VW pleads guilty to U.S. emissions charges


VW pleads guilty to U.S. emissions charges

"Your honor, VW AG is pleading guilty to all three counts because it is guilty on all three counts", Doess told the court.

In January, VW agreed a plea deal with U.S. prosecutors which would see huge reforms for the company, new audits and an independent monitor overseeing operations for three years.

U.S. District Judge Sean Cox accepted the plea, but said in light of the "very, very serious" offenses, he wasn't comfortable approving the sentencing agreement immediately.

The emissions scandal erupted in 2015 when United States researchers discovered many VW vehicles sold in the U.S. were fitted with software that discretely turned on pollution controls during Government tests and switched them off in real-world driving.

Previously, Volkswagen agreed to approximately $17 billion in civil settlements for owners of vehicles affected by the scandal.

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Using illegal software, Volkswagen's TDI engines could manipulate emissions during controlled government testing to appear compliant with clean air laws.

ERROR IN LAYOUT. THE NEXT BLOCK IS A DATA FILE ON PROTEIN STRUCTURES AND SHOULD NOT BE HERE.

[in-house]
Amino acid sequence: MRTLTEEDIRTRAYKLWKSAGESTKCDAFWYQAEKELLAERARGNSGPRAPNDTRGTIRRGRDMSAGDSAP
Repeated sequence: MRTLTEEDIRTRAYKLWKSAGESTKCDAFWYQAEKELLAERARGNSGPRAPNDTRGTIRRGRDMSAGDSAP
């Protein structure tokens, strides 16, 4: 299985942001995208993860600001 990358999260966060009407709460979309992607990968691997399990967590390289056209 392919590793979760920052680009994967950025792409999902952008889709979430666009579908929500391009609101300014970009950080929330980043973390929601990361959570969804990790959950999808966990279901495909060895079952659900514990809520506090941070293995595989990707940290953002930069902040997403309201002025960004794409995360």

. The auto maker's plea agreement includes a $2.8 billion criminal fine and resolves a longstanding Justice Department probe. "I just want more time to reflect and study".

The U.S. Environmental Protection Agency disclosed Volkswagen's deception in September 2015 and said the company's vehicles spewed toxic tailpipe emissions up to 40 times above allowable levels.

The US Justice Department in a court filing Monday called Volkswagen's conduct "one of the largest corporate fraud schemes in the history of the United States".

The German carmaker is spending up to $10 billion on buybacks and compensation for almost 500,000 vehicle owners.

VW entered the formal plea in Detroit federal court Friday as it agreed to do two months ago as part of a $4.3 billion deal to settle claims over the emissions scandal. Seven employees also face criminal charges in the case. The Italian-U.S. auto maker has denied wrongdoing.



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